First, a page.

The French artists who, during the etching revivals of the nineteenth century, sought to breathe new life into this form of printmaking were part of a rich tradition.
Great historical artists like Rembrandt and Goya had used etching to create artistic wonders.
By the eighteenth century, however, the technique had become primarily an auxiliary medium, used to reproduce paintings and drawings.
Printmakers like Félix Bracquemond, Henri Guerard and Félix Hilaire Buhot wanted to change that, and so they joined together in the Société des Aquafortistes and experimented freely to create etchings that were fully-fledged works of art.
A drawing with multiple copies
Drawing with an etching needle in the soft ground layer laid on top of the copper plate is very similar to drawing with pen on paper, enabling the artist to work quickly and freely.
For that reason, the champion of etching, Phillipe Burty, called the tecnnique ‘a drawing with multiple copies.’
The spontaneous character of the etching was seized on in the second half of the nineteenth century by critics, writers and publishers to promote the etching as the most artistic and expressive printmaking technique.
Prints like this, it was said, brought the viewer closest to the personal ‘signature’ and intimate thoughts of the artist.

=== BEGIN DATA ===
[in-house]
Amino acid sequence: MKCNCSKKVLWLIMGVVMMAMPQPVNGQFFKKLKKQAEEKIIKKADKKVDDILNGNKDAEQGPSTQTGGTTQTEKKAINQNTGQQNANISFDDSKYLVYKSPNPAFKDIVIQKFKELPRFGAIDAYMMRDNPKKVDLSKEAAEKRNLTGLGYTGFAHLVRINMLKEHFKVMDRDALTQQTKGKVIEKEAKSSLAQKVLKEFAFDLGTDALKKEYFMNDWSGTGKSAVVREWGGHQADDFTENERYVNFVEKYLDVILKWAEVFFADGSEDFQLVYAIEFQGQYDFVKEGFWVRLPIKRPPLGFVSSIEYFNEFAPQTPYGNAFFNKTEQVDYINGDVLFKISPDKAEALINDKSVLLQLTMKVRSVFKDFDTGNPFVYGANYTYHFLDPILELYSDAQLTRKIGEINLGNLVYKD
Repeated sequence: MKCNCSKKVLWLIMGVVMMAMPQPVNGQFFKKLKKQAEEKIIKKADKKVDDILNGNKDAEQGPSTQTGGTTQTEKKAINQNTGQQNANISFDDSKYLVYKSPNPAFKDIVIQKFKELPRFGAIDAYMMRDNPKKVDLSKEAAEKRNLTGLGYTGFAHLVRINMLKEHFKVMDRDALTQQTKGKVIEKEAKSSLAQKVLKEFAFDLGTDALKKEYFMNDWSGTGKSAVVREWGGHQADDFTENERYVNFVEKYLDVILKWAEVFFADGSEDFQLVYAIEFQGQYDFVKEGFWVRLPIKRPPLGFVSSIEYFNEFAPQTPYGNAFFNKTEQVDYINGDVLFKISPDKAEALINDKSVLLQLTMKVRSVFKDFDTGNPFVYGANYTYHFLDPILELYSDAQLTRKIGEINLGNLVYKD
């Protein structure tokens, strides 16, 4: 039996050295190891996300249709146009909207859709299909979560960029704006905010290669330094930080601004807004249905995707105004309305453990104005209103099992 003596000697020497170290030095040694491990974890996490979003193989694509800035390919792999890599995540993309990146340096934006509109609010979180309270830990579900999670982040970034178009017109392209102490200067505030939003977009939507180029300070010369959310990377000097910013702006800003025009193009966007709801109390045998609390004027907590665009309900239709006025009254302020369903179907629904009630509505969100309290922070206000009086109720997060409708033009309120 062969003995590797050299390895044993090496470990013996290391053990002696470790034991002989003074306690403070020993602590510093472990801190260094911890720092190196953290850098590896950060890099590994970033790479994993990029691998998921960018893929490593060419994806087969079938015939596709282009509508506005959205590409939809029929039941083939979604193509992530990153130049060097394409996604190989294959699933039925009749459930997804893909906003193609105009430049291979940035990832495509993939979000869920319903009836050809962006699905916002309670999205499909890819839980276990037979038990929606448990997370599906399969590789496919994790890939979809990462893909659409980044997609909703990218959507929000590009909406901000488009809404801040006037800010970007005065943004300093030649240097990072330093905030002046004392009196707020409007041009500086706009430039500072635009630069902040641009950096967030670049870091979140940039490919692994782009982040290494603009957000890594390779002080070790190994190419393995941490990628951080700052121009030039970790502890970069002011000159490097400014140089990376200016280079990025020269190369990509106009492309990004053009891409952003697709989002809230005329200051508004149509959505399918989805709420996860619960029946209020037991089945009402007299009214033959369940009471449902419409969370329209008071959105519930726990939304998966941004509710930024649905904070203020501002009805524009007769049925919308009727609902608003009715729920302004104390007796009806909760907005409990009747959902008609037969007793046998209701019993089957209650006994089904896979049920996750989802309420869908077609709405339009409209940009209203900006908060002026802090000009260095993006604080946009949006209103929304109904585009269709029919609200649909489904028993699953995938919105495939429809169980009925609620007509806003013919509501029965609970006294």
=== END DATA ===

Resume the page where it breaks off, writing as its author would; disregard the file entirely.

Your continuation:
Free and accessible medium
The fact that etching resembled drawing so closely made it a relatively accessible medium for artists.
They required little in the way of technical knowledge to get down to work, and frequently left the more complex printing process to professional printers like Auguste Clot and Eugène Delâtre.
There were also artists, however, who immersed themselves wholeheartedly in the technical possibilities of etching and took control of the entire process from design to printing.
Félix Buhot showed a boundless urge to experiment, and used not only line etching, but also the drypoint, aquatint and roulette techniques to achieve surprising and often unique prints.
Gabriel P. Weisberg, The Etching Renaissance in France: 1850-1880, tent.cat., Salt Lake City 1971
Alison Mc Queen, The Rise of the Cult of Rembrandt: Reinventing an Old Master in Nineteenth-Century France, Amsterdam 2004
Ad Stijnman, Engraving and Etching 1400–2000: A History of the Development of Manual Intaglio Printmaking Processes, Houten 2012
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